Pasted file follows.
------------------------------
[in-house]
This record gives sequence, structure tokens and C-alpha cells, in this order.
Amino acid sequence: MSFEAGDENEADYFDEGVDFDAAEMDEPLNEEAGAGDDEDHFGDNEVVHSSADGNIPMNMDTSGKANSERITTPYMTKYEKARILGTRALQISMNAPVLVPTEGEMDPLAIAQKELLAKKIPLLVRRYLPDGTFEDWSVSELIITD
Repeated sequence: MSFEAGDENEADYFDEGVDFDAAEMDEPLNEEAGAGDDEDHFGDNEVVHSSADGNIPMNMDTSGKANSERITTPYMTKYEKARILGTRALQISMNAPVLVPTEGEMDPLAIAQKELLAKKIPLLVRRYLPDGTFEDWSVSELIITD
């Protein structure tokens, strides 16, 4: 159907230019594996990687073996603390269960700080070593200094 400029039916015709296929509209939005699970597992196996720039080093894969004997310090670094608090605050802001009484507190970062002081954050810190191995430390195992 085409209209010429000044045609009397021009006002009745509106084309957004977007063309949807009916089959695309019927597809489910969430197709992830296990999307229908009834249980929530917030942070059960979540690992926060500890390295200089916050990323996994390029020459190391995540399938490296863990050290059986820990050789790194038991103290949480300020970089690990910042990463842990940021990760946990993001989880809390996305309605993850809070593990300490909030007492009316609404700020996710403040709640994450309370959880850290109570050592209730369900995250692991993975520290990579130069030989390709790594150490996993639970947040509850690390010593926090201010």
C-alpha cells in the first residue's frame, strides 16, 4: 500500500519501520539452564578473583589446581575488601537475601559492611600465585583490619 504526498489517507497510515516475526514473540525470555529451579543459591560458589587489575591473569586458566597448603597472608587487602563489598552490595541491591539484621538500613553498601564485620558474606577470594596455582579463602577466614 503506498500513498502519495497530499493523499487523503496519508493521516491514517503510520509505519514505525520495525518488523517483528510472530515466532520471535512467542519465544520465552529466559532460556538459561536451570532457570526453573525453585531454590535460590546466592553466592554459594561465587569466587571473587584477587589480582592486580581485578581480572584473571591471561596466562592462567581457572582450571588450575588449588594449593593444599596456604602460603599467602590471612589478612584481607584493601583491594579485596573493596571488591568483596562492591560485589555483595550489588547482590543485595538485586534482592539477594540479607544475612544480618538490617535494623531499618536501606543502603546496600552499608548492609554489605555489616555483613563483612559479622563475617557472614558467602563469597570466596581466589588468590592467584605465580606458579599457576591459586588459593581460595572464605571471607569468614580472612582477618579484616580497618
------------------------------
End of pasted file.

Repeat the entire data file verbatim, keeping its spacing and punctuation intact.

[in-house]
This record gives sequence, structure tokens and C-alpha cells, in this order.
Amino acid sequence: MSFEAGDENEADYFDEGVDFDAAEMDEPLNEEAGAGDDEDHFGDNEVVHSSADGNIPMNMDTSGKANSERITTPYMTKYEKARILGTRALQISMNAPVLVPTEGEMDPLAIAQKELLAKKIPLLVRRYLPDGTFEDWSVSELIITD
Repeated sequence: MSFEAGDENEADYFDEGVDFDAAEMDEPLNEEAGAGDDEDHFGDNEVVHSSADGNIPMNMDTSGKANSERITTPYMTKYEKARILGTRALQISMNAPVLVPTEGEMDPLAIAQKELLAKKIPLLVRRYLPDGTFEDWSVSELIITD
């Protein structure tokens, strides 16, 4: 159907230019594996990687073996603390269960700080070593200094 400029039916015709296929509209939005699970597992196996720039080093894969004997310090670094608090605050802001009484507190970062002081954050810190191995430390195992 085409209209010429000044045609009397021009006002009745509106084309957004977007063309949807009916089959695309019927597809489910969430197709992830296990999307229908009834249980929530917030942070059960979540690992926060500890390295200089916050990323996994390029020459190391995540399938490296863990050290059986820990050789790194038991103290949480300020970089690990910042990463842990940021990760946990993001989880809390996305309605993850809070593990300490909030007492009316609404700020996710403040709640994450309370959880850290109570050592209730369900995250692991993975520290990579130069030989390709790594150490996993639970947040509850690390010593926090201010």
C-alpha cells in the first residue's frame, strides 16, 4: 500500500519501520539452564578473583589446581575488601537475601559492611600465585583490619 504526498489517507497510515516475526514473540525470555529451579543459591560458589587489575591473569586458566597448603597472608587487602563489598552490595541491591539484621538500613553498601564485620558474606577470594596455582579463602577466614 503506498500513498502519495497530499493523499487523503496519508493521516491514517503510520509505519514505525520495525518488523517483528510472530515466532520471535512467542519465544520465552529466559532460556538459561536451570532457570526453573525453585531454590535460590546466592553466592554459594561465587569466587571473587584477587589480582592486580581485578581480572584473571591471561596466562592462567581457572582450571588450575588449588594449593593444599596456604602460603599467602590471612589478612584481607584493601583491594579485596573493596571488591568483596562492591560485589555483595550489588547482590543485595538485586534482592539477594540479607544475612544480618538490617535494623531499618536501606543502603546496600552499608548492609554489605555489616555483613563483612559479622563475617557472614558467602563469597570466596581466589588468590592467584605465580606458579599457576591459586588459593581460595572464605571471607569468614580472612582477618579484616580497618